I often promote the idea that if a concept is important, we should teach it more than once, and preferably in more than one way. Rate of change is one such concept. It can be approached in various ways from middle school to calculus. Is there anything to add to the oft-repeated “rise over run” mantra? Yes! Here are ten ideas from this blog, and from my website.

1. A puzzle based on an unsolved problem: No Three on a Line.

2. A geoboard lesson in *Geometry Labs* 10.2 (possibly preceded by 10.1).

3. Many, many lessons in *Algebra: Themes, Tools, Concepts (ATTC), *especially in chapter 8. Here is a list of all the relevant lessons: 2.9, 3.8, 4.4, 4.5, 4.8, 4.11, 5.C, 6.8 , **8.1-8.A, 8.8, 8.9**, 9.2, 9.A, 9.C, 10.3, 10.6, 10.8, 11.3, l2.A, 12.5, 12.8. Many involve “real world” scenarios.

4. Some of the *ATTC *lessons involve function diagrams. Go to the Function Diagrams home page for a lot more along those lines, including a lesson about operations for middle school, all the way to a good way to visualize the chain rule. Once you get the basic idea, see also Kinesthetic Function Diagrams.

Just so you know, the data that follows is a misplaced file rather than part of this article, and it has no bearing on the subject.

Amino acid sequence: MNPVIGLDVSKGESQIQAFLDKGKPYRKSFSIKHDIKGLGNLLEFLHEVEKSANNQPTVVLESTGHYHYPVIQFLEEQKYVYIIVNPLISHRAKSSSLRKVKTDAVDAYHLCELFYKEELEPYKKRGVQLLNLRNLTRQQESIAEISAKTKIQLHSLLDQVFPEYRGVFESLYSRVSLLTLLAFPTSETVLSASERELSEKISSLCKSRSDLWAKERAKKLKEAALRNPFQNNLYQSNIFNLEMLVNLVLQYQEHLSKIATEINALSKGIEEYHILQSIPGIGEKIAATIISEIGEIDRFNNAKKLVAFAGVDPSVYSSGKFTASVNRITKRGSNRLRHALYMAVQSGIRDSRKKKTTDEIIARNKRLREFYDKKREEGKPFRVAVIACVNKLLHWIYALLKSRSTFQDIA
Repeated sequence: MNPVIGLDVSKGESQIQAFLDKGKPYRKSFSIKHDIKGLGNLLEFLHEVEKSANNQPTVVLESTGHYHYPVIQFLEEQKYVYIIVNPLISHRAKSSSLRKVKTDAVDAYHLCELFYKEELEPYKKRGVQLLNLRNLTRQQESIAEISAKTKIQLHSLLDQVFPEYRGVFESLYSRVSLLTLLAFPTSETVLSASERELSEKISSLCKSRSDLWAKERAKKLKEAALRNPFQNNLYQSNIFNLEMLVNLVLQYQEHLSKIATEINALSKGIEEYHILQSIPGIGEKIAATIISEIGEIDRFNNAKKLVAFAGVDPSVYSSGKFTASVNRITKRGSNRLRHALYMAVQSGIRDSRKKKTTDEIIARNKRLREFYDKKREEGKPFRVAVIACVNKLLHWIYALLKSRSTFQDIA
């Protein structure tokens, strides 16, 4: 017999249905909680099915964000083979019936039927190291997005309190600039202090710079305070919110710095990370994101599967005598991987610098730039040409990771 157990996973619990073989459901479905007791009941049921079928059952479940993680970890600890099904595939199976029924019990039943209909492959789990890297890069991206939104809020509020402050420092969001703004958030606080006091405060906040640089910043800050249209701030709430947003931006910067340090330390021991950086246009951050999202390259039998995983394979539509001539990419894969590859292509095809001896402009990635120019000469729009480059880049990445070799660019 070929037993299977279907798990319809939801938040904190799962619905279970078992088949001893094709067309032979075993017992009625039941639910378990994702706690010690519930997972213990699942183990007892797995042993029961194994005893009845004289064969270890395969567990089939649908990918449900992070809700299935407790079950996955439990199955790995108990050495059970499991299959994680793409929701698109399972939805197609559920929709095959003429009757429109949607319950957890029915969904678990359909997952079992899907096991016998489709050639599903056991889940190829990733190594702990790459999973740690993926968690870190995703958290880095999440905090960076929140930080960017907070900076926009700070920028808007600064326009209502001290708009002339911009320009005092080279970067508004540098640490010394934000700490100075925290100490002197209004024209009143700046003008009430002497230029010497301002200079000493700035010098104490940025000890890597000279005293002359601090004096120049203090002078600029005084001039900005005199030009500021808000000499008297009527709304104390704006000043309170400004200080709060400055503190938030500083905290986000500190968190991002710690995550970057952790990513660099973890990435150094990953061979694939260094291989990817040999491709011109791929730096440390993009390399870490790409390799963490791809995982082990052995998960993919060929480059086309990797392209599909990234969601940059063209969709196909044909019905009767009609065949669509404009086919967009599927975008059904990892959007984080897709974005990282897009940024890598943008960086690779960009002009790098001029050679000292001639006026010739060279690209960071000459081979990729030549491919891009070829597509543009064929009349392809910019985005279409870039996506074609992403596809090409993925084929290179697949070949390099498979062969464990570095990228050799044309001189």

5. Slope triangle puzzles in a fun applet: Stairs

6. Make These Designs using *y* = *mx* + *b *in an electronic grapher.

7. A different visualization of rate of change in a set of related applets, culminating in a challenging set of exercises: Doctor Dimension

8. Pattern Block Trains — starts easy, gets quite challenging.

9. Slope Angles, an introduction to trigonometry in *Geometry Labs. *Do Lab 11.2 before 11.1.

10. For teachers and math nerds: formal proof of *y* = *mx* + *b* using basic geometry.

You may not have time to check all of this out today. That’s OK, there’s no rush. This is a topic you’ll be teaching for a long time. Diversify your toolbox!

— Henri

### Like this:

Like Loading...

*Related*